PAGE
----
Driven by technology, new types of robots are easier to work with and are moving beyond conventional applications in the automotive industry. Today, we’re seeing increasing demand for nontraditional robots, say for bakeries or for assembling mobile phones and laptops, where requirements for payload and reach are much smaller.

Finally, the market is more receptive to robots as a key to higher productivity. Around the world, people are more educated and it is increasingly difficult to find workers willing to do the dangerous, delicate, dirty, and dull jobs that they did in the past. Even in China, where you assume millions are looking for work, they don’t want to sit at a workstation and perform the exact same task over and over, 10 hours a day.

ABB's YuMi robot in action.

In such cases, our new robot YuMi is a great fit. It can perform the same operation, hundreds of thousands of times, every time with an accuracy of 0.02 mm. There’s no human being who can match that speed, accuracy, and consistency.

Can you tell us more about YuMi?

YuMi is really quite special. It represents ABB’s newest technology and is a breakthrough in robotics. YuMi is a collaborative, dual-arm industrial robot that can safely work alongside humans without the need for a protective cage.

It has human-like size and movements and features flexible hands, integrated grippers, a vision system, and precise motion control. And it is inherently safe. For instance, it can sense an unexpected collision with a coworker, pause its motion within milliseconds, and then quickly restart.

While YuMi was specifically designed to meet the flexible and agile production needs of the consumer electronics industry, it has equal application in many other small-parts assembly environments. With the introduction of YuMi, ABB is once again pushing the boundaries of robotic automation by fundamentally expanding the types of industrial process tasks robots can perform.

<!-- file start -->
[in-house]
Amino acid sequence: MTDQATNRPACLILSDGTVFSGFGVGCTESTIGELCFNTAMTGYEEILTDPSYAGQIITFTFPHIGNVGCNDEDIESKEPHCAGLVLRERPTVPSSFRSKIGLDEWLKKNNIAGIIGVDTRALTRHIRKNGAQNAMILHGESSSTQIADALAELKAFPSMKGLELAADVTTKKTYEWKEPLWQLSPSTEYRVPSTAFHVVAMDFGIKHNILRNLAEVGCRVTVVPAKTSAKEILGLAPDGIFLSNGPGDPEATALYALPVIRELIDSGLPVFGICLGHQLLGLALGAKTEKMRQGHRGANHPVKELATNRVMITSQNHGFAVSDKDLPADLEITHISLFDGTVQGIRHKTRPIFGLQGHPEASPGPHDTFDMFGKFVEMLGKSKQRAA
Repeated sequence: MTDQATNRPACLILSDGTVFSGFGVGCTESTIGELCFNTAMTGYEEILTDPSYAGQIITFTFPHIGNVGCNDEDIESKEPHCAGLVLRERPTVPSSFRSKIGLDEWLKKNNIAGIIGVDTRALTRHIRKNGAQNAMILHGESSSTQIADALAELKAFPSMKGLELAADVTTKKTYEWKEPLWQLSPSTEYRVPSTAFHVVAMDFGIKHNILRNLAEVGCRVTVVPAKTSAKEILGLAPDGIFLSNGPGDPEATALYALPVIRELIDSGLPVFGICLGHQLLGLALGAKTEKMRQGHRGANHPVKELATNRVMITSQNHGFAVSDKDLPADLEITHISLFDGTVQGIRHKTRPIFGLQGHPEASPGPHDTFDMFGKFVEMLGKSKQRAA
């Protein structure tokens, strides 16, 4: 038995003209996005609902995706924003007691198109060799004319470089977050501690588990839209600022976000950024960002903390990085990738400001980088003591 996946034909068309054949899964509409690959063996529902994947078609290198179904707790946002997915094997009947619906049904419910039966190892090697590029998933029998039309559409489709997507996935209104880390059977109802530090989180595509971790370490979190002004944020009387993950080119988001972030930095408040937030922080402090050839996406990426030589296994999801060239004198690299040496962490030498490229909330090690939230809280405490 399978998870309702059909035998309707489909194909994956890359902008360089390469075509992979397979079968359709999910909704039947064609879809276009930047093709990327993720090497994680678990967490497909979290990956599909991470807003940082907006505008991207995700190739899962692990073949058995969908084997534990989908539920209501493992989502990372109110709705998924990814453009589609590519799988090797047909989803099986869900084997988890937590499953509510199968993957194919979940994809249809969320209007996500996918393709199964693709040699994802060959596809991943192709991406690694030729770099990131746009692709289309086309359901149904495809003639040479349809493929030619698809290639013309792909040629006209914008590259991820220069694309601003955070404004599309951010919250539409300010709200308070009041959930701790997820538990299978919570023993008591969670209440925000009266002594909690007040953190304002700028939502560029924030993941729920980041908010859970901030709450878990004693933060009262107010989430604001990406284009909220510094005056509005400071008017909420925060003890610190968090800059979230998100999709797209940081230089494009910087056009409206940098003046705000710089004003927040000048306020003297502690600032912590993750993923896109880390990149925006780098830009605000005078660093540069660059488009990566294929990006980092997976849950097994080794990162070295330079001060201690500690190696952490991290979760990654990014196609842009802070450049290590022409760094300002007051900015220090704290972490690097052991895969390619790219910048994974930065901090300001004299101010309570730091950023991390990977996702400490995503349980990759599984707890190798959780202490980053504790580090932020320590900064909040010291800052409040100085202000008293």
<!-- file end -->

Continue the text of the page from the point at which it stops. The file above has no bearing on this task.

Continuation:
How does YuMi compare to other collaborative robots?

YuMi was designed to work alongside people all the time, with no barriers, no cages, and no virtual zones required. It is the world’s first truly collaborative robot and can operate in permanent collaborative mode, unlike other robots which require the use of virtual zones and have to be operated at much slower speeds than YuMi in collaborative mode.

Collaborative robots are still a relatively small niche. But their use is growing at a fairly high rate and they will soon represent a significant market segment. As more and more players enter the market, it will help expand the understanding of what collaborative robots can do.

How do robots fit into the concept of Industry 4.0, or the Internet of Things?

Industry 4.0, connecting people, services, and things together through serial communications has really been under development for some time. We can now generate, transmit, and manage vast amounts of data and send that information instantly to another part of the world. For example, YuMi has an IP address and can be fully connected via the Internet to our remote service centers.

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The possibilities of Industry 4.0 are exciting. We use software tools not only for programming, but for engineering, planning, installation, and commissioning. And we can remotely monitor how a robot is operating, improve performance and efficiency, diagnose problems, and minimize downtime. That said, cybersecurity is a critical consideration and being granted access to customers’ facilities is something we do not take lightly. We’ve had good success in this respect, but it’s definitely one of the challenges as we move ahead.

About the Author

Kenneth Korane

Ken Korane holds a B.S. Mechanical Engineering from The Ohio State University. In addition to serving as an editor at Machine Design until August 2015, his prior work experience includes product engineer at Parker Hannifin Corp. and mechanical design engineer at Euclid Inc.